Healthy people drive strong economies

Dieynaba Nioula Kane remembers vividly when, for the first time in her life, she was kg_blogforced to ask friends and family for money. It was out of desperation after the birth of her fifth child, a little boy with a life-threatening condition that needed specialist treatment in the capital. Dieynaba was forced to leave her job teaching French and hurriedly relocate to Dakar, where she was able to find the health services he needed.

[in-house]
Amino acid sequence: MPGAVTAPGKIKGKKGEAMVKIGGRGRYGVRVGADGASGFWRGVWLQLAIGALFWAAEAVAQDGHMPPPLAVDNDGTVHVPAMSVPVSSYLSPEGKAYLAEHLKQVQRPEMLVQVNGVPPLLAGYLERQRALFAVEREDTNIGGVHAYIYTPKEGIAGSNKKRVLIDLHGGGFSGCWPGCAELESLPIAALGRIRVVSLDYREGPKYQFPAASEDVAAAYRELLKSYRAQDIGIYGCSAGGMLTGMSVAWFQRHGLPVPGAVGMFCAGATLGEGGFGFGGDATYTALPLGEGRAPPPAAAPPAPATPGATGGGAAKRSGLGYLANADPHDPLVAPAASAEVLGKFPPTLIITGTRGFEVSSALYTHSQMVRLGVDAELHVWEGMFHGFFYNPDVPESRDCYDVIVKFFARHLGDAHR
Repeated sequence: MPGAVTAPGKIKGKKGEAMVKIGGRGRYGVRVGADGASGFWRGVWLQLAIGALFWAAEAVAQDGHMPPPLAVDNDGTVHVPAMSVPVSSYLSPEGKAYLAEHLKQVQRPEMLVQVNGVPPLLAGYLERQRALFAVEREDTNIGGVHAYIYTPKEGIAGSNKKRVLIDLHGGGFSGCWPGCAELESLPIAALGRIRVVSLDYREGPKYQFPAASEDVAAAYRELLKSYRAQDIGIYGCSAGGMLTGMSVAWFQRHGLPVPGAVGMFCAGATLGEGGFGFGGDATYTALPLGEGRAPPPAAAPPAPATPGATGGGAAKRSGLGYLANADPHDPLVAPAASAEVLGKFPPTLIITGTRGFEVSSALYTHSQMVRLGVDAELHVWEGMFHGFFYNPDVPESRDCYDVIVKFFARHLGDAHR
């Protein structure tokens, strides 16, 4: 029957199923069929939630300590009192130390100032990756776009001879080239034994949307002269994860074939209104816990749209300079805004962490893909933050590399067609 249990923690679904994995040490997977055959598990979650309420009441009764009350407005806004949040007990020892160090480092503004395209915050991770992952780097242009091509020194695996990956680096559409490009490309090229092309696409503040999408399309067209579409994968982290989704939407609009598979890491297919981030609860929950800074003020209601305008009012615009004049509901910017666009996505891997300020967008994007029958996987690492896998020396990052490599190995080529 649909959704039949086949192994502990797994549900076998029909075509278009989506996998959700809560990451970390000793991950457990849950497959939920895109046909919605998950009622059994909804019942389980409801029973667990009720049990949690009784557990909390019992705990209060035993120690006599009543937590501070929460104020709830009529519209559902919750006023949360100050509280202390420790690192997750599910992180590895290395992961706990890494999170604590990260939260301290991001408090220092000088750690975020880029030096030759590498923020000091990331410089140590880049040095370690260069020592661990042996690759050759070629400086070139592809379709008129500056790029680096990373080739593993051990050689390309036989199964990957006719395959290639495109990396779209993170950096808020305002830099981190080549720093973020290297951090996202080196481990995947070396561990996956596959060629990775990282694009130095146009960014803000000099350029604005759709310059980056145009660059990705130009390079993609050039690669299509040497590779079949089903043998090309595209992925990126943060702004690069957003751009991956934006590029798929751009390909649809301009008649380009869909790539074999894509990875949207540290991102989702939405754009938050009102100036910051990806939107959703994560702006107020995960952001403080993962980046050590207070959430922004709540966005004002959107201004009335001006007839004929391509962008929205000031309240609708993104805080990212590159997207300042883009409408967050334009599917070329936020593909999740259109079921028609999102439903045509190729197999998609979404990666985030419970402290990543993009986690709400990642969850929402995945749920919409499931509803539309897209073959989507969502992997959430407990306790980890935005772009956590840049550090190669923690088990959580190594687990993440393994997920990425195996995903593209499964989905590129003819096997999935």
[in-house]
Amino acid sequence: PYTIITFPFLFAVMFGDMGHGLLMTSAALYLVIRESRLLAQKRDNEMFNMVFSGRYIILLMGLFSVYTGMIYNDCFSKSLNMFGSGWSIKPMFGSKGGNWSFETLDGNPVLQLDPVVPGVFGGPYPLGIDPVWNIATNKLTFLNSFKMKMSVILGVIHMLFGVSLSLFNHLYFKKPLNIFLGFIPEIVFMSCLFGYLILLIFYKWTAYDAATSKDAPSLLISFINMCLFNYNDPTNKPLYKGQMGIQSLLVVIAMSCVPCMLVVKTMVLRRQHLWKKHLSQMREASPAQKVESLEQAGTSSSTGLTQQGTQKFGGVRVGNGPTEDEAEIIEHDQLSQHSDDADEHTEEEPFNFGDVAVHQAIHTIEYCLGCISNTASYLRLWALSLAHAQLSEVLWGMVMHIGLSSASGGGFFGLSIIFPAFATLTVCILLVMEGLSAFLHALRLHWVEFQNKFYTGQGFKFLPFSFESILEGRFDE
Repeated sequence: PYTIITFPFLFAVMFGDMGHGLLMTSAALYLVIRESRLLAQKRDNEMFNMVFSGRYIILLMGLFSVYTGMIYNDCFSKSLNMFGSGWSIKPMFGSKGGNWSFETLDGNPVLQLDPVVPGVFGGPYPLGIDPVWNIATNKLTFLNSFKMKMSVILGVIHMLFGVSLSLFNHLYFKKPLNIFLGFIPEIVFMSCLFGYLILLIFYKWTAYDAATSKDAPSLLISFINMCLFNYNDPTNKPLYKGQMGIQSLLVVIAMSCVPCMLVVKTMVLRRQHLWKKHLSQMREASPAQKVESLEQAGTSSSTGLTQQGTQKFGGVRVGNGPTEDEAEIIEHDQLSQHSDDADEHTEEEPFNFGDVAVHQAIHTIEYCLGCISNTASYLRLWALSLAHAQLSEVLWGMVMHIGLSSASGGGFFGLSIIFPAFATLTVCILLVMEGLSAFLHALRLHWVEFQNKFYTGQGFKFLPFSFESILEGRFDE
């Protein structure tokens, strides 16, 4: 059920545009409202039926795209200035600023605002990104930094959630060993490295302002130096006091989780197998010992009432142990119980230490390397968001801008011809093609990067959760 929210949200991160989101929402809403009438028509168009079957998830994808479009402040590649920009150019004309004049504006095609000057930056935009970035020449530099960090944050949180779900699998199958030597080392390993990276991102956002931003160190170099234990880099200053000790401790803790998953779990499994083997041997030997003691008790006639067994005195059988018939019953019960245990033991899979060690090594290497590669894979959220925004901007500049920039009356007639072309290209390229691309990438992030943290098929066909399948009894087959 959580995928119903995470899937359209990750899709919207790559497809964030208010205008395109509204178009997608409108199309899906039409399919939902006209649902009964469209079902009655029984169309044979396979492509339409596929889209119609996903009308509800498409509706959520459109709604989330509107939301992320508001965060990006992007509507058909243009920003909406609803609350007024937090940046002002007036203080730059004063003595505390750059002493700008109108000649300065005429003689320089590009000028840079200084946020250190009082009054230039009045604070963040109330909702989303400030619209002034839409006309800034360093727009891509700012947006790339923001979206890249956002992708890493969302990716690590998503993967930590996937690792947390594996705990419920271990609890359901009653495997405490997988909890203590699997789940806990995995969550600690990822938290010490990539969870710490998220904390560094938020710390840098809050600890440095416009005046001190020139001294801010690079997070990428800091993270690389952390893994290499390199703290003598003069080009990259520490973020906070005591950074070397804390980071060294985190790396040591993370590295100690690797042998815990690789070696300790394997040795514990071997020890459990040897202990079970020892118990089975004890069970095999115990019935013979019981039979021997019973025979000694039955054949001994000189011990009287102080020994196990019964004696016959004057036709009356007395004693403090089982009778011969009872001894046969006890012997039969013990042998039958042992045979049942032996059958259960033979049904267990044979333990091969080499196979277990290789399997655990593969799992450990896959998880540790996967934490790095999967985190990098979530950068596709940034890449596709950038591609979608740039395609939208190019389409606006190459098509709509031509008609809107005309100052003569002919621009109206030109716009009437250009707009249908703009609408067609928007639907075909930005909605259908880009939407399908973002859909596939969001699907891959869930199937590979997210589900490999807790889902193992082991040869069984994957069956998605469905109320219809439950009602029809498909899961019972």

But the expenses quickly piled up. Hospital bills, a tracheostomy, medicines, dressings, fees for nurses and doctors, plus the cost of food and transportation to and from the hospital. As she took a break from paid employment for four years to focus on her son’s health her family’s economic conditions deteriorated. It took the family years to recover.

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